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extreme heat plant survival

Surviving Summer Heat Waves–Garden Tips for Extreme Temperatures

It’s shaping up to be a hot summer, with temperatures already approaching triple digits in parts of the United States. Do you know the basics of helping extreme heat plant survival?

Water More Often

Just like the rest of us, plants need more water during extreme heat. The plant’s survival depends on getting enough hydration, so you’ll need to increase the frequency and depth of your watering. It’s still best to water early in the morning, but you can add a second session in the early evening, too.

Avoid watering at night, however, since the lingering moisture can lead to rot and fungal disease. Remember to water plants at the root! Even if the plant is wilting, spraying the leaves with water won’t help.

Give Some Shade

Even plants that usually thrive in full sun may need some shade on blisteringly hot days. Shift containers to a spot where they can have a few hours of respite from the sun’s rays–or, if moving them isn’t an option, bring shade to them in the form of a patio umbrella.

For in-ground garden plants, try draping them with either burlap or specialty sunshade cloth.

Add More Mulch

You can’t go wrong with more mulch. In this case, an extra layer of insulation can mean the difference between plant survival or failure in extreme heat. That’s because mulch helps trap water in the soil, where it can be used by the roots.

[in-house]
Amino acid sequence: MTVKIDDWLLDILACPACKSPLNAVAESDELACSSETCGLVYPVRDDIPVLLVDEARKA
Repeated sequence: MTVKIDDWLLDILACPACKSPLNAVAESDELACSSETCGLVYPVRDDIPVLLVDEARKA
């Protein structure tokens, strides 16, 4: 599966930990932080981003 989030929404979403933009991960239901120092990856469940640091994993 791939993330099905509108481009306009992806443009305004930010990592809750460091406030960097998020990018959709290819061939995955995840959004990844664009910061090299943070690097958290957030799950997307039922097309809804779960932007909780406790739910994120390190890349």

It also shields the ground from absorbing radiant energy from the sun, helping to keep the temperature down.

Harvest Early

When a major heat wave strikes, plants go into survival mode. That means they’ll focus on not dying–and cut back on flowering and fruiting. You may lose an entire crop of peppers or squash to unseasonable heat when the flowers simply drop off.

Sadly, there’s not much you can do about it at that point.

If your garden plants are already producing fruit, pick them early and often! It takes a lot of energy for a tomato plant to maintain a ripe fruit on the vine.

Plus, your tender produce is vulnerable to getting cooked in the hot, humid summer air.

Hold the Fertilizer

Some beginner gardeners believe that adding fertilizer–particularly chemical fertilizers from a Big Box store–will cure all ills. That’s simply not true. During times of extreme heat, your plants just want to maintain the status quo.

Dumping fertilizer on them won’t help–and in fact, it can damage and weaken plants that are already struggling.

Summer Clayton

Summer Clayton

Summer Clayton has always loved getting her hands dirty. Ever since she was a kid playing in her grandparents’ garden, Summer wanted to learn everything she could about plants. Now she wants to help you grow a bigger, better, greener garden.

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